For many Syrians this is the beginning of the end.
It might be a premature assessment but the explosion in Damascus, the capital, on Wednesday has dealt president Bashar al-Assad's regime one of its most severe blows on many levels. Symbolically, physiologically and practically.
What we know so far is that the explosion happened inside a conference room where senior security and government officials were meeting.
In Damascus, it’s called the crisis cell - the gathering place for key officials who are in charge of managing the situation on the ground.
The blast targeted security leaders who had the final say on how the government responds to the protest movement and the armed confrontations with fighters. These are the high ranking officials who have the president’s ears.
They are the ones who implement Assad's vision.
Regardless of who will replace them, it cannot be anything but a severe blow to the president to lose his defence minister, deputy defence minister, brother in law, interior minister, deputy vice president and his top intelligence people. Some of these men were killed, while others were seriously injured.
Physiologically and symbolically, it’s a huge blow as well.
When the uprising started many thought it was only a matter of weeks or months before the regime would crumble. But it survived, and Syrians started to prepare themselves for a long battle. The president and the regime proved strong, defiant and immune to pressure from the Syrian street and the international community.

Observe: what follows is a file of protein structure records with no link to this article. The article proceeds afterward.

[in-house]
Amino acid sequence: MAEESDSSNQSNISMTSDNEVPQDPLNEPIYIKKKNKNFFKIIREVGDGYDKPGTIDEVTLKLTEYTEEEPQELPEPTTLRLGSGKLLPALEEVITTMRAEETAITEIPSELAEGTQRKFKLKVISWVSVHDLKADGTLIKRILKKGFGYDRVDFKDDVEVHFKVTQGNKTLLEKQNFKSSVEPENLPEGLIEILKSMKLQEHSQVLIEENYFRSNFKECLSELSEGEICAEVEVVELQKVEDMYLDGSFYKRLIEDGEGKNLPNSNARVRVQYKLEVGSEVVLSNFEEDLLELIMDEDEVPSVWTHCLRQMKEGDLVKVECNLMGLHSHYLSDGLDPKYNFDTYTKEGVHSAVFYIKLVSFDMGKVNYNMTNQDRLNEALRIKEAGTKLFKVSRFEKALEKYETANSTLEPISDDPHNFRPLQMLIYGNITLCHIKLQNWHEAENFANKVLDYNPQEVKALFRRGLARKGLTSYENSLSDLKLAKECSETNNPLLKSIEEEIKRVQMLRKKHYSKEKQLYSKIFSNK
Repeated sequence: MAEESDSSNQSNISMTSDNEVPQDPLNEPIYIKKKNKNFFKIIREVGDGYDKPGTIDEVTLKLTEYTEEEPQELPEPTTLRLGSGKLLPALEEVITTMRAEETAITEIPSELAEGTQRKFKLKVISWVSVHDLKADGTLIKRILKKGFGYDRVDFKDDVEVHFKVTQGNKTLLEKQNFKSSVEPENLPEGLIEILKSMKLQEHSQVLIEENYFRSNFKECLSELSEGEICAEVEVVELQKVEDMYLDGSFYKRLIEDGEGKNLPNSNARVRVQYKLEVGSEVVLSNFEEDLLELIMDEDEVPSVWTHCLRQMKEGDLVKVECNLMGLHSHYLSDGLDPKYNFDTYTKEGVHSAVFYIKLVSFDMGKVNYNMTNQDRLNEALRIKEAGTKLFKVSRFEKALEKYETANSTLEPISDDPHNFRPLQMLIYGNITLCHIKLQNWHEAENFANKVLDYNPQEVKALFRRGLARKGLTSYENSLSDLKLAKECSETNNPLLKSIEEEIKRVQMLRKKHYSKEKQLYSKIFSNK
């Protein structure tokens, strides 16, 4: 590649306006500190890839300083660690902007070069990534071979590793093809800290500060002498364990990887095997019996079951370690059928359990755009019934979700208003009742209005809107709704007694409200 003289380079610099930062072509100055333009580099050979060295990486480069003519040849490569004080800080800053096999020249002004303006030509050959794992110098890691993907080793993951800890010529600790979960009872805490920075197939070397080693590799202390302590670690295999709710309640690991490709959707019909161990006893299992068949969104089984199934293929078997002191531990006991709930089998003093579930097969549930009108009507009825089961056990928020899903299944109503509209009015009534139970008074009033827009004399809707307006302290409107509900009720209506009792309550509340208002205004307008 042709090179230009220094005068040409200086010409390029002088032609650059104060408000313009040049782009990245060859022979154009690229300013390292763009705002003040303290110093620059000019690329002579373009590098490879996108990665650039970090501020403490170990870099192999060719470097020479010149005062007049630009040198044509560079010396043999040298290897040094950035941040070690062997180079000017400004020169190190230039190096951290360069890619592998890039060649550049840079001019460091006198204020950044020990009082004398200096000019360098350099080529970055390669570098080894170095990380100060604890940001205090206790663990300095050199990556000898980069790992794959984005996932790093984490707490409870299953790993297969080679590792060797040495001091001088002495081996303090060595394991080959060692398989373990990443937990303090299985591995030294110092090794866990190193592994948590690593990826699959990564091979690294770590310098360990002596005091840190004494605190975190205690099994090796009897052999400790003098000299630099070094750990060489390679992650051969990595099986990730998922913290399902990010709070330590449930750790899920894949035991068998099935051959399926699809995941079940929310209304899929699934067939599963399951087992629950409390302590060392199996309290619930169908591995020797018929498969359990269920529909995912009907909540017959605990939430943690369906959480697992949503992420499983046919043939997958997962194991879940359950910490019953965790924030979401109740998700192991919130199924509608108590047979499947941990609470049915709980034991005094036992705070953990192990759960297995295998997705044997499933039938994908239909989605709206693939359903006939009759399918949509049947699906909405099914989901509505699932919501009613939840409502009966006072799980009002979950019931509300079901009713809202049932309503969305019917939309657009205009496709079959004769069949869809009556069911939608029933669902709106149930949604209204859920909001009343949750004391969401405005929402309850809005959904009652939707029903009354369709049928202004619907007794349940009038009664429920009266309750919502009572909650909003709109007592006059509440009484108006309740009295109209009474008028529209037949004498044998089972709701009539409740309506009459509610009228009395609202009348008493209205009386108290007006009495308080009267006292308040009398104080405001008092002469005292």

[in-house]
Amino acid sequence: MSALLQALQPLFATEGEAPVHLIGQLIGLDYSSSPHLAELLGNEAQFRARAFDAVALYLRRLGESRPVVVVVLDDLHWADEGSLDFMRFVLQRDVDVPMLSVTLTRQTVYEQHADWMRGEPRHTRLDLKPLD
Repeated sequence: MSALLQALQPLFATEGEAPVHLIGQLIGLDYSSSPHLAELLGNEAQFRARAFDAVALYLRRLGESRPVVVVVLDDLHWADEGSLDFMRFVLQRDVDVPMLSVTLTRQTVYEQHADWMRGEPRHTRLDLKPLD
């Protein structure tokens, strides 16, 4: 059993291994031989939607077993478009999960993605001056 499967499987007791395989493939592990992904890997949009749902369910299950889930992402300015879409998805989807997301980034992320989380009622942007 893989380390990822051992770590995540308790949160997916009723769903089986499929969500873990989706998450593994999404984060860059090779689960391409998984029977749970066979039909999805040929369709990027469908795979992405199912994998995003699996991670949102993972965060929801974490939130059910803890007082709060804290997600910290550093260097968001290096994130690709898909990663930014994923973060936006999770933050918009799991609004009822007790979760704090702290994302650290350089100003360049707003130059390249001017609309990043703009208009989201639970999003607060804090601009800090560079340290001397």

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But when an explosion like this happens in the upscale Al-Rawda neighborhood, only a ten minute walk from where president Assad lives, in neighboring Al-Maliki, when his inner circle is reachable by armed fighters, when Assef Shawkat, one of the most feared men in Syria is killed, the image of a powerful regime evaporates. Today, the regime looks weak, and vulnerable, not immune.
The explosion was obviously an insider’s job; explosives were planted in the meeting room. Whoever had access to the meeting room, whoever knew about the meeting, would have been someone who had won the trust of the government. A former loyalist must have struck at the heart of the Syrian regime, despite the faith that was put into him by the state.
This will only add to the government's paranoia.
Members of Assad's cabal are probably wondering: who will be next amongst the loyalists to switch sides? Everyone will become a suspect, adding tension and aggravation inside the pro-regime camp.
Assef Shawkat, president Assad’s brother in law and deputy defense minister, is seen a strong man who always played a pivotal role in protecting the Assad house, including during the years of the late president Hafez Al-Assad, Bashar’s al-Assad’s father.
Many Syrians will feel that Bashar al-Assad has lost one of his strongest right hand men, even if someone new takes his place.
This successful attack for the opposition will encourage more people to abandon the regime, to defect or run away with their families, lives and money.
More and more people will try to jump from what is now looking more and more like a sinking ship.
If the attack was the work of an organised group, then it shows how the armed opposition has grown stronger, and how its attacks have become more effective.
If this was the work of one or more individuals, who got fed up with government killings it is still significant because it shows that the level of resentment and defiance has reached new highs.
In the coming days, the government will try to prove all these points wrong and will probably unleash more force in its fight against the armed rebels.
If Wednesday's explosion doesn’t lead to a major shift in the battle over who controls the ground, it will definitely mark a turning point in the level of violence that the country will see in the coming days.